Since we now have two birdbaths to clean, we have tried copper pennies, white vinegar, and a small amount of Clorox in the water and nothing helps with the algae or the bird droppings. I started to check on the internet for a safe product that would work in my small birdbaths that only holds a little over two gallons of water. There are many products on the market that are for large ponds, fish ponds, and large fountains. After researching a product that I thought would be safe for all of the wild birds that we have come to our two birdbaths to bathe and drink the water, I found a product called "Green Clean Granular Algaecide," made by BioSafe Systems. You can go to their website at to read about this product. I called the company to ask if this product would be safe for our small birdbaths, and they said, "Yes," once the granular’s hit the water it becomes safe and it fights algae and releases oxygen into the water and it actually makes the bird droppings biodegrade making the water clear and clean.

Our Recommendation Is:

After searching the web for the best price, I found a web site that I recommend because of their customer service and price for the product and shipping. I called "Aquatic Ponds," at 215-525-1440 and spoke with a woman who was very helpful. I told her what I wanted to do with the product, and she said that she would call the manufacturer to verify that this product would be safe for the birds. She called me back and verified that it is a safe product and so I ordered the two-pound container for $18.00 and $11.00 for shipping.

I told her that when I get the product, I will call her back to tell her how it is doing in my two birdbaths for the green algae. I received the product in a week and cleaned both birdbaths with a scrub brush, and then I calculated that I only needed to add 1/4 of a teaspoon to each birdbath. After I added the product, I mixed the water by stirring with a wooden dow and then turned back on the water pumps for both birdbaths.

I am happy to report that after five days, I do not have any green algae and all of the bird droppings that were clogging my pumps are almost gone. I was told that I may need to add each week a 1/4 of a teaspoon or less to maintain the clean water and so for now, I will do that. So instead of emptying out all of the water and scrubbing each bath every three days, I will do it only once a week, and since I am adding fresh water to each bath four times a day, it helps refresh the water.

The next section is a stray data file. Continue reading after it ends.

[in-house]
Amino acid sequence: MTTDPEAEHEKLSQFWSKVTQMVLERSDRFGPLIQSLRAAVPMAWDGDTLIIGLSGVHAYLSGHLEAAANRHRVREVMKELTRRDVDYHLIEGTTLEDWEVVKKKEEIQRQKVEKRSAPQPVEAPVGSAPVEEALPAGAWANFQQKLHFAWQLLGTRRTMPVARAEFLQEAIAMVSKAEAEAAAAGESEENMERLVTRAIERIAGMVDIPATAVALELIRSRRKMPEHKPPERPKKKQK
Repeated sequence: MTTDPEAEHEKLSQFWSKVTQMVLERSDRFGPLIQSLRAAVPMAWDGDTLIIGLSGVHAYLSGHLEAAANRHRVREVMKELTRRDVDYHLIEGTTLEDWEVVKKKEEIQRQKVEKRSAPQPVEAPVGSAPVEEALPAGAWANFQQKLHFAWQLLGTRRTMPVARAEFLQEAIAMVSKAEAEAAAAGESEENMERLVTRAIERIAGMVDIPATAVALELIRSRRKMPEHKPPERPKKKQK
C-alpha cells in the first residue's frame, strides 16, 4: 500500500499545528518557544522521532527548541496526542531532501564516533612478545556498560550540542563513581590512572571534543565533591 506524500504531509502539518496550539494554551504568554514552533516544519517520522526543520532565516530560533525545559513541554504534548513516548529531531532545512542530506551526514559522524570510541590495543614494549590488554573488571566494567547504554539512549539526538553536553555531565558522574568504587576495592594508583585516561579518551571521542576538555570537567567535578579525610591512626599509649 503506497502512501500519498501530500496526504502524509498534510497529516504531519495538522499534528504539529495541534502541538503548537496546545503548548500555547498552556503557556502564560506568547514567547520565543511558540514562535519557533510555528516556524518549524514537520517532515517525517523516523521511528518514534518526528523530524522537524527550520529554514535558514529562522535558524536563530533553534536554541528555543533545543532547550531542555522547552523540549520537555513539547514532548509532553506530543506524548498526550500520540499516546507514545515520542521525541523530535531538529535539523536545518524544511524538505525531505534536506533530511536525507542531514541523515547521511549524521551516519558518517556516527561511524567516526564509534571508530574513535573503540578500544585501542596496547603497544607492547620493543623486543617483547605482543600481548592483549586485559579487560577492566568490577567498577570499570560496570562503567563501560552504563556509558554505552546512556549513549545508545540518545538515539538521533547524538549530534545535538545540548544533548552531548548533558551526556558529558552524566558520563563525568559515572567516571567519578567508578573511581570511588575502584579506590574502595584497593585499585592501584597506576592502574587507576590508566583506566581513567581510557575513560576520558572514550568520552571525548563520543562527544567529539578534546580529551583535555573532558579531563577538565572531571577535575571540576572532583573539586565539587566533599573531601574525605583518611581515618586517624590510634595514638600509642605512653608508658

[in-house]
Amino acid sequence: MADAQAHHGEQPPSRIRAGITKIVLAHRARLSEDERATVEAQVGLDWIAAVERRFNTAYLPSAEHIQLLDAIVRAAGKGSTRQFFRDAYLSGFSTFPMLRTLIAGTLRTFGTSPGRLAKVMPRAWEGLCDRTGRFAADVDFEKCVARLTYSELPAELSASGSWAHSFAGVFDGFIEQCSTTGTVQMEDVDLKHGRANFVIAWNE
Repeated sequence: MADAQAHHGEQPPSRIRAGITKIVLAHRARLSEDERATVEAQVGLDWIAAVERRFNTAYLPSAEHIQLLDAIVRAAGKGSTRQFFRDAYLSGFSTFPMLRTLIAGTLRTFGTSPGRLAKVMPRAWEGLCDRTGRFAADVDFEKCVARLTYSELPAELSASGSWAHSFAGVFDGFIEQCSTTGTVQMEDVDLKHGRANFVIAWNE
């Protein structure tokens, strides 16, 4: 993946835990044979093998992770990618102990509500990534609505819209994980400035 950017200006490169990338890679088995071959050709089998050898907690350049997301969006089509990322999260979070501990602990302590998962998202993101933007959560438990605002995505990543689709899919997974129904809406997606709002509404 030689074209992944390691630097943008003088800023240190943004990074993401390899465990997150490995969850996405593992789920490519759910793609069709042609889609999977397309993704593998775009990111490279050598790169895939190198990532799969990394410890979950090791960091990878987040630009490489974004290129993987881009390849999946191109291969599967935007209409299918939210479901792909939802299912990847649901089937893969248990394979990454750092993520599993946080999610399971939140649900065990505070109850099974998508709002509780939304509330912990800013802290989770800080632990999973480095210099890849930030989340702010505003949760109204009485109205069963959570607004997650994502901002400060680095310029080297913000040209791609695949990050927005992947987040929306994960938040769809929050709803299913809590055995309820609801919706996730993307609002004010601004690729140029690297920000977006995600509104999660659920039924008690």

I would recommend this product, it is excellent and go to to order your "Green Clean."

Since I am giving you my opinion about this product, I will not be liable for how you use it. But, if you follow the directions on the package, you will get rid of the green algae and have a nice clean birdbath for your birds.

Over the years, we have bought new fountains selecting a resin fountain over the steel fountains.

To our surprise, on August 23, 2009 at 7:00 PM in Arizona we were looking out our front window and saw this “Great Horned Owl.” Nancy rushed to get our camera and took several pictures of him sitting on our fountain, he just kept staring at her and did not move.

The Great Horned Owl, is also known as the tiger owl or the hoot owl, a large owl weighting over three pounds, and is 18 to 25 inches tall, and is found in North America.

We can hear them “hooting” all night long, and when our dog wants to go outside at night for a potty stop, one of us is always with her.  Our motion lights come on to light up the backyard, because a white dog that is only 5 to 6 pounds looks like a rabbit to an owl.

If you look at these photos, you will see how we used 1/4 inch drip tubing with our system to fill the birdbaths.  Also, notice how clean the water is even though it is frozen.  On February 3, 2011 we had a very hard freeze in Yuma, Arizona, the temperatures got down to 30 degrees the night before and many people had pipes that broke and flooded their homes.

We knew this was coming, and so we left our outside faucet run with a slight drip and kept the heat in the house set at a warmer temperature knowing about this forecast.  We seldom get freezing temperatures here, but you never know.

Since we enjoyed our birdbaths, and liked to watch the birds come to get water, our neighbor had been putting out bird seed for the birds which was great, but then the pigeons started to come and so with the mess of the pigeons we decided to remove the two birdbaths.  Oh well, it was fun to see them for a while but when you have pigeons all over the roof and making a mess in the backyard it was time to remove the birdbaths.